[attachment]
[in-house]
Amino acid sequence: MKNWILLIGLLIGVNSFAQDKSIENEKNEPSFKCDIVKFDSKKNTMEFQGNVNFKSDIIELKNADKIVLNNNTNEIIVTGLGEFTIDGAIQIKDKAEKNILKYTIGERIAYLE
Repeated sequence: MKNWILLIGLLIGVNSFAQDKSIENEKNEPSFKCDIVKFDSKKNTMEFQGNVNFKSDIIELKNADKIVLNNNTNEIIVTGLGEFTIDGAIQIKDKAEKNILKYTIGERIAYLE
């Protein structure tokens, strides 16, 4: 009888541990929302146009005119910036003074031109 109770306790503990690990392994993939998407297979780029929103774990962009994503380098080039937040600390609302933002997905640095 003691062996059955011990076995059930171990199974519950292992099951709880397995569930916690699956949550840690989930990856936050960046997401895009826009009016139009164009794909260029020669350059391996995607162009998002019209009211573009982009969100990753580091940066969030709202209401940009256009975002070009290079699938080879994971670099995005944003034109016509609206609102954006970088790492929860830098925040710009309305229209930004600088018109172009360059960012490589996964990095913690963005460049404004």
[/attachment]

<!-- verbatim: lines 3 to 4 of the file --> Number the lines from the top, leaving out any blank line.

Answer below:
Repeated sequence: MKNWILLIGLLIGVNSFAQDKSIENEKNEPSFKCDIVKFDSKKNTMEFQGNVNFKSDIIELKNADKIVLNNNTNEIIVTGLGEFTIDGAIQIKDKAEKNILKYTIGERIAYLE
């Protein structure tokens, strides 16, 4: 009888541990929302146009005119910036003074031109 109770306790503990690990392994993939998407297979780029929103774990962009994503380098080039937040600390609302933002997905640095 003691062996059955011990076995059930171990199974519950292992099951709880397995569930916690699956949550840690989930990856936050960046997401895009826009009016139009164009794909260029020669350059391996995607162009998002019209009211573009982009969100990753580091940066969030709202209401940009256009975002070009290079699938080879994971670099995005944003034109016509609206609102954006970088790492929860830098925040710009309305229209930004600088018109172009360059960012490589996964990095913690963005460049404004």